March 20, 2019

Orthodox Union’s ‘Torah LA’ Spotlights Strengthening Family Ties

Attendees at the Orthodox Union’s second annual Torah LA project

At a Dec. 14 Friday night tisch at Young Israel of Century City, Rabbi Moshe Weinberger of Aish Kodesh in Woodmere, N.Y., emphasized the need for people to devote more time to face-to-face encounters: between spouses, between parents and children and between individuals and God. 

Weinberger made his comments as part of the Orthodox Union’s second annual Torah LA project, held over the Dec. 14-16 weekend at synagogues throughout the city. The event culminated with a series of classes on Dec. 16 at Yeshiva University of Los Angeles Boys High School (YULA). 

This year’s theme was “Strengthening Our Families.” Steering Committee member Yaakov Siegel said of the theme, “We are all very focused on improving our family relationships and our best resource is guidance from Torah leaders.” 

Highlights of the day included Stern College for Women professor Rabbi Lawrence Hajioff, who spoke about achieving peace within marriage. The author of  “Will Jew Marry Me? A Guide to Dating, Relationships, Love, and Marriage,” Hajioff said the mindset of our disposable culture contributes to unhappy marriages.

“The three things that keep a marriage strong are healthy self-love, commitment and trust,” he said. “Strongly connected couples show ‘intentionality,’ so that instead of hugging for only two seconds, they hug for 10. Don’t be afraid to be the one who loves the most.”

In a session titled “Save a Family — Save a Dynasty,” Geraldine Weiner taught a section from the Book of Samuel, focusing on Avigayil, the wife of the cruel Naval, who refused to give the secretly anointed David and his army provisions as they ran for their lives from Shaul. When David vows to kill Naval, it is Avigayil who stops him. Avigayil also goes on to marry David. 

“[Avigayil] successfully used her many talents to negotiate a balance between the two conflicting sides of loyalty to her husband and family,” Weiner said. “She helped David succeed in his kingship and preserved his dynasty.” 

Addressing the subject of “Raising honorable menschen,” Dr. David Pelcovitz, the Gwendolyn & Joseph Straus Chair in Psychology & Jewish Education at Yeshiva University, listed three keys to success in parenting: letting children learn from their mistakes, keeping expectations high for moral and ethical behavior and conveying our values through our emotional reactions to things.  

“We are all very focused on improving our family relationships and our best resource is guidance from Torah leaders.” — Yaakov Siegel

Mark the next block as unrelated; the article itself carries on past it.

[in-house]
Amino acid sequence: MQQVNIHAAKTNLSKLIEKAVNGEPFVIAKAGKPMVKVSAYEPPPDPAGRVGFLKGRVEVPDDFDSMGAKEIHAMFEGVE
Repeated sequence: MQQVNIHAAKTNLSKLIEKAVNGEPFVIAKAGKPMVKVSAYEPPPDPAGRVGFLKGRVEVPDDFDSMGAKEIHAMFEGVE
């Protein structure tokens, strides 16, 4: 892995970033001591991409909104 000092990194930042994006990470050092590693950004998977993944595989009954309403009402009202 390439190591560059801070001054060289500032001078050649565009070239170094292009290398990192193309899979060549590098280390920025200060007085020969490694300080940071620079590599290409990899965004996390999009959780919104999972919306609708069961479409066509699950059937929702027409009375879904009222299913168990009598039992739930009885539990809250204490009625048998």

“Everyone makes mistakes,” Pelcovitz said. “We rob our children of the ability to grow unless we let them fail and learn from their errors. Our children’s moral development depends on it. Saying, ‘You’re better than this,’ with calm and gentle disappointment but not anger, helps them develop morally.”

Parents should also convey confidence that their children can succeed, he said, noting, “If you believe in somebody and believe they have the ability to act a certain way, it can become self-fulfilling.” 

Pelcovitz also discussed helping children “build their ethical decision-making muscle” by talking with them about halachic and ethical dilemmas they have faced. He said doing so with his children and grandchildren has brought him closer to them.

Pelcovitz was also one of the presenters at a special session for rabbis’ wives on combatting spiritual apathy. He suggested rebbetizins could act as mentors by standing by a person, not over the person. “True connections grow between people when we allow them to be imperfect … and allow ourselves to be imperfect too,” he said. They do not grow if we seem to be trying to “force” spirituality on them.

Rabbis’ wives, who perform double and often triple duty with their own jobs, as mothers, and as unpaid counselors for their congregations, also need to carve out time for themselves. Said Pelcovitz, “Stillness and tranquility lead to spirituality.”

In summing up the theme of  “Strengthening Families,” Pelcovitz perhaps said it best when he spoke about fostering strong relationships with your children from an early age.

As a kid, Pelcovitz said he always was embarrassed when he won the “good middos” (character) award at camp, when most of the other kids valued the awards for sports.

“When my parents saw my reaction, they held up the award with tears in their eyes and told me, ‘This is everything to us.’ If parents show more emotion over material prizes than spiritual ones, they are sending the wrong message.” 

To watch videos of the presentations, visit ou.org/torahla.


Judy Gruen is the author of “The Skeptic and the Rabbi: Falling in Love With Faith.”